During Hurricane Harvey, for example, a group of computer coders working for Sketch City, an organization that uses technology for public decision-making, helped 6,000 people find shelter with a mobile texting program built overnight.
Unfortunately, these kinds of tech-based solutions are a long way from being deployed in every disaster scenario — particularly when it comes to public sector use. Raising awareness about how effective new technologies have been on a large scale is key in pushing them forward. But it also requires us working together with technology for the biggest impact.
"If you're using drones to do rapid bridge inspections," Schlegelmilch says, "you still need people to look at the footage to interpret things that a computer can't." It's in the coordination of man and machine that we'll see great strides in life-saving technologies. But only if we use them. "Tech is similar to research," he says. "If it's not having an impact on policy and preparedness, then what's the point?"
In general, though, Schlegelmilch believes that cities are better prepared than they used to be. And local governments are making strides in communication: "Folks are catching on to social media, partly because it's user-generated content. There's a lot you can do without having to rewire an entire agency."
A well-rounded approach to preparedness
When it comes to preparing for extreme weather, Desiree Matel-Anderson, founder of disaster-solution company Field Innovation Team, advises a layered approach. "Look at what kinds of hazards you have in your area and go online and look at maps that exist from public resources about your regional hazards," she says. Once you've identified the threats, finding the tools to help you better protect your family and property will be far simpler.
Of course, here at Esurance, we're all about helping customers prepare for whatever life throws their way. Our advice? First, make sure you have your homeowners insurance buckled up and that you're planning ahead for the essentials — ensuring personal safety for yourself and your family, and protecting and documenting your irreplaceable valuables.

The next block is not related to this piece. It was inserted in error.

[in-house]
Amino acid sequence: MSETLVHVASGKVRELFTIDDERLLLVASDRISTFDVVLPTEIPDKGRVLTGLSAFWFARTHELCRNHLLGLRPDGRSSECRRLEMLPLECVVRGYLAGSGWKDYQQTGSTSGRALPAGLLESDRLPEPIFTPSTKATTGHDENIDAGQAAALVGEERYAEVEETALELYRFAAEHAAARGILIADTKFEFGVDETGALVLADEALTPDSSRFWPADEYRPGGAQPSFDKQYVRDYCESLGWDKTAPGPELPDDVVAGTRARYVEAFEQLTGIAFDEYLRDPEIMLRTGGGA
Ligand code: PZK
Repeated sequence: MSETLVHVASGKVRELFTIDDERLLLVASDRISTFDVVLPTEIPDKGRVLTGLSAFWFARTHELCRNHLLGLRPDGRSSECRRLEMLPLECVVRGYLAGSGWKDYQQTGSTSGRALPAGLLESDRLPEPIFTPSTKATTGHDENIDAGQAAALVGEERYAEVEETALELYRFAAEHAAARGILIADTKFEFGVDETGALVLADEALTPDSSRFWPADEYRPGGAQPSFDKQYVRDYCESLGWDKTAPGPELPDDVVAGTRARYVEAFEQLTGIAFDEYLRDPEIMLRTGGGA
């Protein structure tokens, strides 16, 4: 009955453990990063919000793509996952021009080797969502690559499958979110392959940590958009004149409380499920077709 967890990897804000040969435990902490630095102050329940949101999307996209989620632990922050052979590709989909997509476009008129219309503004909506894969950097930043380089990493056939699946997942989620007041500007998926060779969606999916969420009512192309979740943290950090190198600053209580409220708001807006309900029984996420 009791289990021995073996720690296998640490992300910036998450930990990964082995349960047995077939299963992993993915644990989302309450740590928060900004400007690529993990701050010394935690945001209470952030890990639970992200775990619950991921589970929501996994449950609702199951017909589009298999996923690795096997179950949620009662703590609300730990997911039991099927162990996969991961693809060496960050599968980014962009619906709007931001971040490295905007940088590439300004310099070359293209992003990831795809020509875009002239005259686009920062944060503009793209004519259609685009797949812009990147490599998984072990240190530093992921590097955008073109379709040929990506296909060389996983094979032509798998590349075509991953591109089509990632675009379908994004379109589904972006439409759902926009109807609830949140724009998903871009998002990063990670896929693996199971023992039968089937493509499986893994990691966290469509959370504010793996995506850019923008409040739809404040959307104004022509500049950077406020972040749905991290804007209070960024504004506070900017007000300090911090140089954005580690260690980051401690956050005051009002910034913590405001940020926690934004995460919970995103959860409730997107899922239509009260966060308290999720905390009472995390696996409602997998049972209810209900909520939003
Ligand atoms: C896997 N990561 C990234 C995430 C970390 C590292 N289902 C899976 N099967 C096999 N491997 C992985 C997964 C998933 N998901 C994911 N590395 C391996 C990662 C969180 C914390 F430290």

- Have evacuation and communication plans in place.
- Charge electronics, like cell phones and tablets, to stay in touch with storm and recovery progress and with friends and family.
- Invest in cell battery backups so you can stay on top of warnings and alerts.
- Download apps to alert you of impending severe weather and evacuation routes. National Oceanic and Atmospheric Administration (NOAA) has a good one, but many local communities offer their own versions.
- Stock up on basic supplies, like non-perishables, water, first-aid supplies, and batteries.
- For hurricanes and other water-related weather, reduce your flood risks with a sump pump (with battery backup), sandbags, and hurricane shutters or plywood for the windows. Place valuables high off the ground.
Once you have the basics covered, consider some high-tech solutions that could make preparation and recovery easier on you and your home. Here are some tips:
- Invest in smart home sensors and alert devices, which can alert you to impending damage from fire, water, and other hazards. It may just be the excuse you need to finally buy that digital personal assistant or the smart fire alarms you've been eyeing.
- Angle security systems and Wi-Fi-enabled cameras toward the street to keep tabs on activity around your home. You may be able to spot dangerous conditions like live wires or even downed trees, allowing you to check on your surroundings before heading outdoors. In case of evacuation, you can also monitor damage to your home and know when it's safe to return.
- Find an app that enables Wi-Fi calling and make sure you know how to use it. Cellphone towers often go down in the event of a disaster, but Wi-Fi through cable is relatively reliable.
Esurance conducted an online survey from May 16, 2018, through May 26, 2018, of 1,006 Americans aged 25 and older. 525 survey respondents were from the 20 states with the highest number of $1 billion storms in the past 5 years based on NOAA data. The remainder are a national sample.